Editor’s Note: This blog post was originally published in December 2016 and has been revised to reflect industry updates.
Some people may think that all glass is made the same. Yes, glass can come in different shades and shapes, but its actual composition cannot be altered, right?
Different products call for different types of glass. Two common kinds of glass are low-iron and clear. Their properties differ because their ingredients aren't the same, so one may be better suited than the other for certain design projects. Glass experts can explain the differences between low-iron glass and regular, clear glass and which kind might be the right choice depending on the circumstance.
Regular, Clear Glass
While “clear” is in its name, clear glass is not the clearest type you can get.
Although clear glass does not have substantially high iron content, it is higher than low-iron glass. Due to this higher iron content, clear glass has a greenish tint. This is a result of the natural presence of iron oxide from elements such as sand, or from the cask or container in which the glass was actually melted. Despite being a logical process, this quality can cause issues.
If you’re looking to have the glass back-painted or coated a specific shade of yellow, for instance, your glass fabricator won't want to use regular clear glass because it will be harder to match the color. For this reason, glass fabricators will typically recommend low-iron glass instead. Another application is displaying elegant wares, such as jewelry. These fine details and subtleties may not be as apparent due to even the slightest touch of green present in a clear glass case.
Float glass manufacturers create low-iron glass, also known as extra-clear glass or optically clear glass, by reducing the amount of iron in the molten glass formula. This type is more transparent than regular glass, and doesn't have that greenish tint. In fact, modifying the iron content can increase the light transparency by 5 to 6 percent.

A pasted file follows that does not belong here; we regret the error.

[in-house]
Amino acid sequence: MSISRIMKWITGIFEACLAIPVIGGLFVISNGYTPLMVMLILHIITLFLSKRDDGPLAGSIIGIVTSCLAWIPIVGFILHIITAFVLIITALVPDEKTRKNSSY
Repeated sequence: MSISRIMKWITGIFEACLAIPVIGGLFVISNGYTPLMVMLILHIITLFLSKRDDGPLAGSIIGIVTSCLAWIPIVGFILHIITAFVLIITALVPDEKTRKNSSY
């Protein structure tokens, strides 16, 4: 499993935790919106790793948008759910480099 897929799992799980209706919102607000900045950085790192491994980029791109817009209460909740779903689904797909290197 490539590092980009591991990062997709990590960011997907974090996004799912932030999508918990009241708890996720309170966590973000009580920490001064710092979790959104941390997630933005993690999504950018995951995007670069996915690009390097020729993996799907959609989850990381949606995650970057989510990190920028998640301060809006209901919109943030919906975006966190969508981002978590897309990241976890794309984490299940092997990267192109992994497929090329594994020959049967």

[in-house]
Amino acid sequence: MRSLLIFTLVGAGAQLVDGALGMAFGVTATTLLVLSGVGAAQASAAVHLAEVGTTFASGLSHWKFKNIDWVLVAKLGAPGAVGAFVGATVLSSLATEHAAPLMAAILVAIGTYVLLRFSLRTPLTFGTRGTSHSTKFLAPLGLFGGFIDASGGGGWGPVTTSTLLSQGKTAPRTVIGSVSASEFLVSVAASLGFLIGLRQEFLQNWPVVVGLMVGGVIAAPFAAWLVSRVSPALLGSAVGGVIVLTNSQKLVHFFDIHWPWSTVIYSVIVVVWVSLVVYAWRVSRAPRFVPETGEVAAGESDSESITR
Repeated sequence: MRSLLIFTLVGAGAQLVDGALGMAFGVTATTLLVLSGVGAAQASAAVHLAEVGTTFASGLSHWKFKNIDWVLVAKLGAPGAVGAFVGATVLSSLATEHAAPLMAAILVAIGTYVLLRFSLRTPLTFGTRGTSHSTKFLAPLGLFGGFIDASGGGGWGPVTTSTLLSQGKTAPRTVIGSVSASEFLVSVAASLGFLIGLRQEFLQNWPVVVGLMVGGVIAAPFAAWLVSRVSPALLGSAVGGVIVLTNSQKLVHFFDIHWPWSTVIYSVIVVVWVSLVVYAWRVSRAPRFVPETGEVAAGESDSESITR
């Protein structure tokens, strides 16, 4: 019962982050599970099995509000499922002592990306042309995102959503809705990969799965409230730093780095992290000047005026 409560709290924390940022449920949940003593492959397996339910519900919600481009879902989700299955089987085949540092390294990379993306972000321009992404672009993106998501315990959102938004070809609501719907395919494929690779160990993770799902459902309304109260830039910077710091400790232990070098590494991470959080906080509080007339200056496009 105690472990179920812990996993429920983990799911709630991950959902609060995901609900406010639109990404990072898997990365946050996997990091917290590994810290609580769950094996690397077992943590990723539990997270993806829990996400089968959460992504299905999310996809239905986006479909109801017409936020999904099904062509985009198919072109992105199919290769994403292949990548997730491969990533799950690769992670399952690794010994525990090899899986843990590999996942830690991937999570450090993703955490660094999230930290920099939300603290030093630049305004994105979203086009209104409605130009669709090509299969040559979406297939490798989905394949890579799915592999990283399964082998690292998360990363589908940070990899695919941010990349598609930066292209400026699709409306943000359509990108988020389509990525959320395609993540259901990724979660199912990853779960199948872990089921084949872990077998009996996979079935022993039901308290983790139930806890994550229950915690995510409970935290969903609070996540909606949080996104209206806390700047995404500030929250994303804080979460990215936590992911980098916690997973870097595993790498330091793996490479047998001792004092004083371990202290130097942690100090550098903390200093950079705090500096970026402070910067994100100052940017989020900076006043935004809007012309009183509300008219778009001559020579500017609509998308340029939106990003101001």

When used in interior walls, low-iron glass also increases the flow of natural light when compared to conventional clear glass, allowing it to be used in a variety of different applications.
With a clearer canvas to start with, back-painting or coating is much smoother, making the finished product the exact shade you wanted. Therefore, architects and designers prefer that glass fabricators use low-iron glass when color matching.
“Due to its composition, low-iron glass can transmit up to 91 percent of light compared to the 83 percent associated with conventional clear glass, allowing it to be used in a variety of different applications.”
Since the edgework of low-iron glass is clearer and less green than clear glass, it's not just great for color matching—it is also great to use for display cases and shelves in retail stores—leading to opportunities for potential conversion through compelling product displays.
According to conversion consulting firm Invesp: “8 out of 10 impulse buys are made in a brick-and-mortar store.” Because of the transparency of glass, consumers can view the merchandise without that pesky green tint in the way. This could also be useful within areas such as hotel lobbies, office waiting areas, or any facility utilizing glass display cases.
So can I use glass that doesn’t contain any iron?
Some level of iron is necessary for the glass to be produced. So, remember: A little iron is a good thing when you want the glass to last.
Determining the Differences
Whether your needs require clear glass or low-iron glass, it’s best to work with a manufacturer that understands your goals and design elements. They can draw upon their experience and successful best practices to ensure the project is completed on time, on budget, and at the highest standards.
Contact us to determine if your project is best suited for clear glass or low-iron glass.